I have no words to describe my feelings as a witness to Susie’s progress from her initial expression of wanting to be loved, to a profound sense of feeling loved. What’s more for Susie’s parents who have made numerous personal sacrifices for her!

As an art therapist, I totally appreciate the gift of images as a non-verbal tool for holding one’s losses and inexpressible pain. Yet, I am amazed even till this day how Susie and her parents chose to proceed with art therapy even as Susie’s artworks began to show evidence of her disease progression.

We negotiated and worked on new ways of keeping a felt sense of connectedness for Susie.

Both parents took the plunge and made art alongside Susie. They spoke more about their experiences with her. Dad recalled how Susie enjoyed a particular way of being held physically. Mum celebrated with tears and laughter, her daughter’s courage and willpower that shined in the midst of trials and suffering.

This is Susie’s parents’ expression of resilience, invoking a sense of hope amidst the dreadful outlook.


I remember the peace that filled Susie’s room on that last visit I made to say goodbye. Her mum and dad maintained a posture of tenderness and calmness, as family members gathered at Susie’s bedside.

I have taken away so much, from the encounter with Susie and her parents. The lessons they gave me will continue to impact me in years to come. I am deeply grateful.

Without their consent and generosity, it is not possible for me to share their personal stories and images made in art therapy.

This work that I am doing makes me feel as if I am walking around death. And death stings and terrifies.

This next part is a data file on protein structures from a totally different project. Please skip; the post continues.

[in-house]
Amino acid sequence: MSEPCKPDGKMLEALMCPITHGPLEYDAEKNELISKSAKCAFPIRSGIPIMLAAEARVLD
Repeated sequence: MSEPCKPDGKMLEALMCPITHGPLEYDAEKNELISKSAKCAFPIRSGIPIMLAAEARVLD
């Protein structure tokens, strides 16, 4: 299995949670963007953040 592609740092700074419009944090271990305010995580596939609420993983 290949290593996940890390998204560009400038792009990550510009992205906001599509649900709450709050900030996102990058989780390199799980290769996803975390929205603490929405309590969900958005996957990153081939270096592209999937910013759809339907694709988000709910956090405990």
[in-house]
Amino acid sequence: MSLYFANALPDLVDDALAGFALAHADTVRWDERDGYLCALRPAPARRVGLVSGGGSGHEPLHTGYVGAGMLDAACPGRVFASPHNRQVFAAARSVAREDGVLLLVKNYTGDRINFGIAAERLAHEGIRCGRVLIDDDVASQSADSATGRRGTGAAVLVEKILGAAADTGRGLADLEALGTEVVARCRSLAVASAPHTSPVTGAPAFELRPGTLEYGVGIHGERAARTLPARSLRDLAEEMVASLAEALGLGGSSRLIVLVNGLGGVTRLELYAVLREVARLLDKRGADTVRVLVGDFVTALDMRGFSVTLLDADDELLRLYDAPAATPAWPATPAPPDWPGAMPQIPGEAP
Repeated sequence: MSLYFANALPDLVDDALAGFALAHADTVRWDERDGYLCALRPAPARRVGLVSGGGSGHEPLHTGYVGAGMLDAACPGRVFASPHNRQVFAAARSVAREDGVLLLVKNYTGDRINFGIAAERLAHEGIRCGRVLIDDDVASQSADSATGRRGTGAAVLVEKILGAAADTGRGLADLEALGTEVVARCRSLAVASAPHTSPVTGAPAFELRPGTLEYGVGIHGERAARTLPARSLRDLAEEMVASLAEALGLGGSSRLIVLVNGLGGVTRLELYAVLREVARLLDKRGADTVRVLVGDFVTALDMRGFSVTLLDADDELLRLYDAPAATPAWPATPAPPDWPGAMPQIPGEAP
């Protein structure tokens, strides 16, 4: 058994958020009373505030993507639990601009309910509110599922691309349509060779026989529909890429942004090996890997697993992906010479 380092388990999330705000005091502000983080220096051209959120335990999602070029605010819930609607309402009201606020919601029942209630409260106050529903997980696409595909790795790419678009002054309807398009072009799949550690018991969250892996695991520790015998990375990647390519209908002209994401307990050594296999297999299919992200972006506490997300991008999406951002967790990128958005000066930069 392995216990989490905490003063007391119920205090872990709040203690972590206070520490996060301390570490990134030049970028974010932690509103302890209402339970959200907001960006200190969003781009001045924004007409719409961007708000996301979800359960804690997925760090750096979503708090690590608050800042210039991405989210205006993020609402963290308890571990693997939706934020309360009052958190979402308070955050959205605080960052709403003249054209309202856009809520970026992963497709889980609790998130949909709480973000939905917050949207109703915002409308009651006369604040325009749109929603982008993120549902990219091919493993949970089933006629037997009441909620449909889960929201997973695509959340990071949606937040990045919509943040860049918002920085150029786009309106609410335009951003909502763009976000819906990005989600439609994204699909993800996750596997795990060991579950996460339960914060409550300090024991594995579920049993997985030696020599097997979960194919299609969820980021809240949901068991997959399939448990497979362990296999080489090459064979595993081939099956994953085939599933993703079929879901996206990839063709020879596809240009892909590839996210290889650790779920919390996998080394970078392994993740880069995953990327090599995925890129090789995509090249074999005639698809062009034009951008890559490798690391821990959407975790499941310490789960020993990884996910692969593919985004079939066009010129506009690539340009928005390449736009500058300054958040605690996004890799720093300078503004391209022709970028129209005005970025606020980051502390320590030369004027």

I admit at times, that this great fear within, drives me to engage in mind-numbing surfing on the Internet or even to the ills of comfort food. Still, for me there is a certain lure in this sort of work that I muse over.

‘Is there any meaning in my life that the inevitable death awaiting me does not destroy?’ Leo Tolstoy, A Confession.

There is tension in these realities. I will march on in tension but with lessons from the journeys with patients and their family members regarding self-care. It is ok to take time to grieve and ask for support if needed.

I learn to live with the reality of my mortality and limits and try to look gently and honestly at my fears. Denying pain, fears and real needs only forces them to become greater problems and limitations.

The practice of self-care demands not merely the self-discipline of individual palliative-care practitioners — it also calls for the community of palliative-care services to put in place necessary initiatives, measures and resources to make it a way of life.

*Patient’s name has been changed for privacy reasons